Overcoming Limitations with Innovation: Building an Inside Sales Lab


How many times have you been asked, “Why?” The question can stop us in our tracks and cause us to be more thoughtful and intentional about our actions. But as time passes and people get trapped in the same cycles, the more important question is: “Why not?” When you push back and challenge the status quo, that’s when real innovation happens.

I should know; I’ve challenged the status quo my entire life. I grew up with a low socioeconomic status, so the status quo represented a lot of struggles. I always wanted to do things better, and since I didn’t have the same resources as other people, I had to rely on my problem-solving skills. 

Innovation happens when you begin to push back and challenge the status quo.

One of the ways I overcame the barriers of my socioeconomic situation was to make the most of the public library. I couldn’t afford to go to fancy camps like other kids, but I could go to the library, and I out read everyone. Eventually, this “hack” helped me develop my own ways of doing things to get where I wanted to go.

I’d been working as a janitor for a number of years out of high school and I eventually got hired as a laborer at a steel mill. During my two years at the mill, sales were consistently down, layoffs were common, and I remember one day telling a buddy of mine, “I wish they’d hire somebody to sell this stuff so we wouldn’t have to worry about getting laid off anymore.” A few months later, I saw a listing in the break room for an inside sales associate at the mill. Even though I didn’t have a college education, I figured, "why not?" To my surprise (and relief), they hired me. I guess you could say I got the opportunity to put my money where my mouth was.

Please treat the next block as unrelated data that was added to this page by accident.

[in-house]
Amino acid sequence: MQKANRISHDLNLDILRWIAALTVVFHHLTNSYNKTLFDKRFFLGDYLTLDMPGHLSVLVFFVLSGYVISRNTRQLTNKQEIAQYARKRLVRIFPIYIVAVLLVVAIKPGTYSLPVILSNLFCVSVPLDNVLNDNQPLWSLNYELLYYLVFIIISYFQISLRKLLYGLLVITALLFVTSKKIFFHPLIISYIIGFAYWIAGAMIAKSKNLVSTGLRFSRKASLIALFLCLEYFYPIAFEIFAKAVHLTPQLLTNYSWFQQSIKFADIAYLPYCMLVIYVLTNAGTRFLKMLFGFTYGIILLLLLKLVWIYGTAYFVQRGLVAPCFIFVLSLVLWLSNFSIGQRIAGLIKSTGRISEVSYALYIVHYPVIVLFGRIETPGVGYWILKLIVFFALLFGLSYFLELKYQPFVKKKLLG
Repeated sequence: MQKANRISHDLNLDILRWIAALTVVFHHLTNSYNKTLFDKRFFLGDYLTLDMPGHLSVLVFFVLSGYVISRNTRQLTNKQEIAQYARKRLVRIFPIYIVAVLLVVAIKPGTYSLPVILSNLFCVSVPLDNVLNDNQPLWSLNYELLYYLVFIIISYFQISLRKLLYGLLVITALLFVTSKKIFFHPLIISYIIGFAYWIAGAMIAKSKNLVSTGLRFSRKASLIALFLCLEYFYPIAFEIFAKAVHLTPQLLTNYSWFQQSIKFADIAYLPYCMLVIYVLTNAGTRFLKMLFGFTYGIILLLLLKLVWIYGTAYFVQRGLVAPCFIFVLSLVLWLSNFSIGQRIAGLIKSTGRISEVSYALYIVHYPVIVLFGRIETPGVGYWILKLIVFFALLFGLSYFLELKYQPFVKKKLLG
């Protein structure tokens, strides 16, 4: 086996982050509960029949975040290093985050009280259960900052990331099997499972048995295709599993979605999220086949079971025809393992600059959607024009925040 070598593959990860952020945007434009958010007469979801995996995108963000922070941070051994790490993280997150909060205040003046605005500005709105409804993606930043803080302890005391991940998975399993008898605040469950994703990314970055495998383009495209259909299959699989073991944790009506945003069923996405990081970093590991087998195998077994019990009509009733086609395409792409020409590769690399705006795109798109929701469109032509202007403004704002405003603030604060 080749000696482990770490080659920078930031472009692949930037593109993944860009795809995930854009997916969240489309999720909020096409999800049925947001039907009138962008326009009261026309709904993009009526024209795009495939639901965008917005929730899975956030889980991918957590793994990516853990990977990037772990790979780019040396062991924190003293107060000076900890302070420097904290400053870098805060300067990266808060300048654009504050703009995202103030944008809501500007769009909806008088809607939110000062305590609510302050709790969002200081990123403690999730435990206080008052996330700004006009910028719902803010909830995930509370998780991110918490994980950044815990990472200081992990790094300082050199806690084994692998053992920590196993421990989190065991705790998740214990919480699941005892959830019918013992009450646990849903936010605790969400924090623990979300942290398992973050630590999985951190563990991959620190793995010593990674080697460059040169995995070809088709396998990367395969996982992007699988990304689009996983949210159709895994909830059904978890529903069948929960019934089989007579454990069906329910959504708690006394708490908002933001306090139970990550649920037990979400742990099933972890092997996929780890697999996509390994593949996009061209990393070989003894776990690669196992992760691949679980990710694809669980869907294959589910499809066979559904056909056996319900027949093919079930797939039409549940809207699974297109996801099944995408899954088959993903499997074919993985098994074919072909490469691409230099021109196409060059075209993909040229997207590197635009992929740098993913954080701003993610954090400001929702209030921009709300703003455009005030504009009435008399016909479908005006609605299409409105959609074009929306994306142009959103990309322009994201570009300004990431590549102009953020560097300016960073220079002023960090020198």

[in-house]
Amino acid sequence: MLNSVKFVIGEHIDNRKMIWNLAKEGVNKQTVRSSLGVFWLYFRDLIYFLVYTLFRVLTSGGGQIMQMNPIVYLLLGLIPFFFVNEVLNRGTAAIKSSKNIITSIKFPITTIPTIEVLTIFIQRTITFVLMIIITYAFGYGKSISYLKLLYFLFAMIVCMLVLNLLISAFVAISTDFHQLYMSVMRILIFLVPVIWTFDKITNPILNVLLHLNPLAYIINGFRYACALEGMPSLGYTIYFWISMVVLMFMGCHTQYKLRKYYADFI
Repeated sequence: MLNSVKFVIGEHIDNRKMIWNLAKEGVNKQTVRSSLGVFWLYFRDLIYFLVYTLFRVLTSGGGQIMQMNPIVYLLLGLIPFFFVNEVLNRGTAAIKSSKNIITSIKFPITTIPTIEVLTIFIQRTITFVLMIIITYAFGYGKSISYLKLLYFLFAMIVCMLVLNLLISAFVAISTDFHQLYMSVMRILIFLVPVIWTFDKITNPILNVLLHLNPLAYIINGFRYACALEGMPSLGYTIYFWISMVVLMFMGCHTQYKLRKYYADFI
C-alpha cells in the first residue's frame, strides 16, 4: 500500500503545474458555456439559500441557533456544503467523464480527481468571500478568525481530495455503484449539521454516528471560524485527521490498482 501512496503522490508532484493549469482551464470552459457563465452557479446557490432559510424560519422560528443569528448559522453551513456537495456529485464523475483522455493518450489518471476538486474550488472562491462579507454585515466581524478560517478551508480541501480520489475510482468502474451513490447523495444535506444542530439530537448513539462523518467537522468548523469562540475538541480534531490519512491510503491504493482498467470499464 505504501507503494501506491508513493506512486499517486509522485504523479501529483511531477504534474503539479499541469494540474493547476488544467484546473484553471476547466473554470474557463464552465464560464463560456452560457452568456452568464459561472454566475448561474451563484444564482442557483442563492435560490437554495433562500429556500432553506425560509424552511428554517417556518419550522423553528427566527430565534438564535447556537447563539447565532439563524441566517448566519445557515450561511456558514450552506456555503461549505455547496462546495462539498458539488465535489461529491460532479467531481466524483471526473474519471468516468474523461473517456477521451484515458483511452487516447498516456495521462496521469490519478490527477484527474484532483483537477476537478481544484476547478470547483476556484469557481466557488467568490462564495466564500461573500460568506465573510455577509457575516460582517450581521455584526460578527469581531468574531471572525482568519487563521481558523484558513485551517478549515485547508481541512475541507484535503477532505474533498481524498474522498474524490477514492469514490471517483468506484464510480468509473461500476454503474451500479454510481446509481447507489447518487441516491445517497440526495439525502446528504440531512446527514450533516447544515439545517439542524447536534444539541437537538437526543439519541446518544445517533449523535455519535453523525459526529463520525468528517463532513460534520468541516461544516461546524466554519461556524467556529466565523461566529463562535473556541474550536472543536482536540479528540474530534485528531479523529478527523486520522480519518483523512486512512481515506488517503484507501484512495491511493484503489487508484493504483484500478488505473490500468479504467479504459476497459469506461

Everything was brand new. The company never even had a proactive inside sales team before. My first day, they put me down in front of a computer, and I couldn’t even turn it on. I’m a quick learner though, and after a call to my younger brother, I got enough of the basics to spark some ideas. 

I went on to develop an integration between an off-the-shelf CRM and our company’s antiquated mainframe system, which allowed us to dump a bunch of information and start using it to elevate our sales process. My reward for being successful with this was a move to more outside sales opportunities and then on to a new company. I didn’t use my CRM database anymore, but this new build would prove a significant experience for what was to come. 

A Bridge Between Business and Higher Education

I eventually went to college and then found myself drawn into higher education. Today, I’m the associate dean for the Undergraduate Program Office at the University of Iowa Tippe College of Business. My background has a big influence on my work where I still challenge the status quo, solve problems, and develop my own way of doing things. And when I teach sales to my students, I always ask them, “How can we do it differently?” “How do we use technology to convey a story that resonates with people?” That’s the real value proposition. 

I see myself as a bridge between analog and digital. I came up in an analog world, where I used a typewriter to write my final paper in high school in 1990. By the time I started in sales, we were using Windows 97. Technology had revolutionized the world in those seven years. 

I also see myself as a bridge between the professional business world and the world of higher education. I started working for the University of Missouri (Mizzou) in 2010 as an assistant teaching professor, and while there, I felt the world of higher education would undergo another big shift in my lifetime. I wanted to be part of that change, so in 2013 I returned to school to get my Ed.D in Educational Leadership.